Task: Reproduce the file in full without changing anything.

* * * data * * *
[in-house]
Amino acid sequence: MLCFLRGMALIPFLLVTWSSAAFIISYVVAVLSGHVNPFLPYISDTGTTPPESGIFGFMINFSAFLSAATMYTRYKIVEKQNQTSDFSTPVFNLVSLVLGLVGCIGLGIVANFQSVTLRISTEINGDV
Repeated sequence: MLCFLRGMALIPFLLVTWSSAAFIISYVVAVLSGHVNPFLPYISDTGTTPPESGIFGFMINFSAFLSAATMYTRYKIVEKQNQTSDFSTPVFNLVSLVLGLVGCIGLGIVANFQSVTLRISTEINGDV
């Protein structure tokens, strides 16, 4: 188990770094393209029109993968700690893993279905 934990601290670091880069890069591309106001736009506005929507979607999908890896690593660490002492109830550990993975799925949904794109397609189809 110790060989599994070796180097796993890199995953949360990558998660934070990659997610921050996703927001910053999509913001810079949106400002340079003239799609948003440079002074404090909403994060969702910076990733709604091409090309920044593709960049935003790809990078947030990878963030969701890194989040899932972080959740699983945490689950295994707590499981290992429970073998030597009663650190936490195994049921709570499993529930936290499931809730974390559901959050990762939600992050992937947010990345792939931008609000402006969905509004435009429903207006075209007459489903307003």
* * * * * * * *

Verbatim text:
[in-house]
Amino acid sequence: MLCFLRGMALIPFLLVTWSSAAFIISYVVAVLSGHVNPFLPYISDTGTTPPESGIFGFMINFSAFLSAATMYTRYKIVEKQNQTSDFSTPVFNLVSLVLGLVGCIGLGIVANFQSVTLRISTEINGDV
Repeated sequence: MLCFLRGMALIPFLLVTWSSAAFIISYVVAVLSGHVNPFLPYISDTGTTPPESGIFGFMINFSAFLSAATMYTRYKIVEKQNQTSDFSTPVFNLVSLVLGLVGCIGLGIVANFQSVTLRISTEINGDV
């Protein structure tokens, strides 16, 4: 188990770094393209029109993968700690893993279905 934990601290670091880069890069591309106001736009506005929507979607999908890896690593660490002492109830550990993975799925949904794109397609189809 110790060989599994070796180097796993890199995953949360990558998660934070990659997610921050996703927001910053999509913001810079949106400002340079003239799609948003440079002074404090909403994060969702910076990733709604091409090309920044593709960049935003790809990078947030990878963030969701890194989040899932972080959740699983945490689950295994707590499981290992429970073998030597009663650190936490195994049921709570499993529930936290499931809730974390559901959050990762939600992050992937947010990345792939931008609000402006969905509004435009429903207006075209007459489903307003």